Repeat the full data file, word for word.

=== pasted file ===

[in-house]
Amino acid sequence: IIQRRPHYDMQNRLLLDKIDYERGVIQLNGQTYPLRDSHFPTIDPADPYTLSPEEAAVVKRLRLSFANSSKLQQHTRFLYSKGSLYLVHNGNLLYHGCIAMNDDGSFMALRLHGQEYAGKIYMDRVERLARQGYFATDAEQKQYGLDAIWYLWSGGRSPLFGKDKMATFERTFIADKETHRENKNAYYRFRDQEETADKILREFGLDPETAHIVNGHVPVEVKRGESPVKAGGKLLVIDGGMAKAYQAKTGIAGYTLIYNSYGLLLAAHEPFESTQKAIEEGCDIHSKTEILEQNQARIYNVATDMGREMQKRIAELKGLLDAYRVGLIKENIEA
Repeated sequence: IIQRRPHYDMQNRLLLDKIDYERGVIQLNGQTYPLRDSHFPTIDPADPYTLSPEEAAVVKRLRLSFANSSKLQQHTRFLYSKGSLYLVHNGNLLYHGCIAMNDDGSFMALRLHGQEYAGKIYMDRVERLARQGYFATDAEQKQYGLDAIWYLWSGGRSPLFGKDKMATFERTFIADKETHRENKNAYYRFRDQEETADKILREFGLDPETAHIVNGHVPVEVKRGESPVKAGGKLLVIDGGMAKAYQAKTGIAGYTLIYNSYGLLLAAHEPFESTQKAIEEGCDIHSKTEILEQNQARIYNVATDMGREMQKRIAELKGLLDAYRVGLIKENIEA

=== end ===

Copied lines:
[in-house]
Amino acid sequence: IIQRRPHYDMQNRLLLDKIDYERGVIQLNGQTYPLRDSHFPTIDPADPYTLSPEEAAVVKRLRLSFANSSKLQQHTRFLYSKGSLYLVHNGNLLYHGCIAMNDDGSFMALRLHGQEYAGKIYMDRVERLARQGYFATDAEQKQYGLDAIWYLWSGGRSPLFGKDKMATFERTFIADKETHRENKNAYYRFRDQEETADKILREFGLDPETAHIVNGHVPVEVKRGESPVKAGGKLLVIDGGMAKAYQAKTGIAGYTLIYNSYGLLLAAHEPFESTQKAIEEGCDIHSKTEILEQNQARIYNVATDMGREMQKRIAELKGLLDAYRVGLIKENIEA
Repeated sequence: IIQRRPHYDMQNRLLLDKIDYERGVIQLNGQTYPLRDSHFPTIDPADPYTLSPEEAAVVKRLRLSFANSSKLQQHTRFLYSKGSLYLVHNGNLLYHGCIAMNDDGSFMALRLHGQEYAGKIYMDRVERLARQGYFATDAEQKQYGLDAIWYLWSGGRSPLFGKDKMATFERTFIADKETHRENKNAYYRFRDQEETADKILREFGLDPETAHIVNGHVPVEVKRGESPVKAGGKLLVIDGGMAKAYQAKTGIAGYTLIYNSYGLLLAAHEPFESTQKAIEEGCDIHSKTEILEQNQARIYNVATDMGREMQKRIAELKGLLDAYRVGLIKENIEA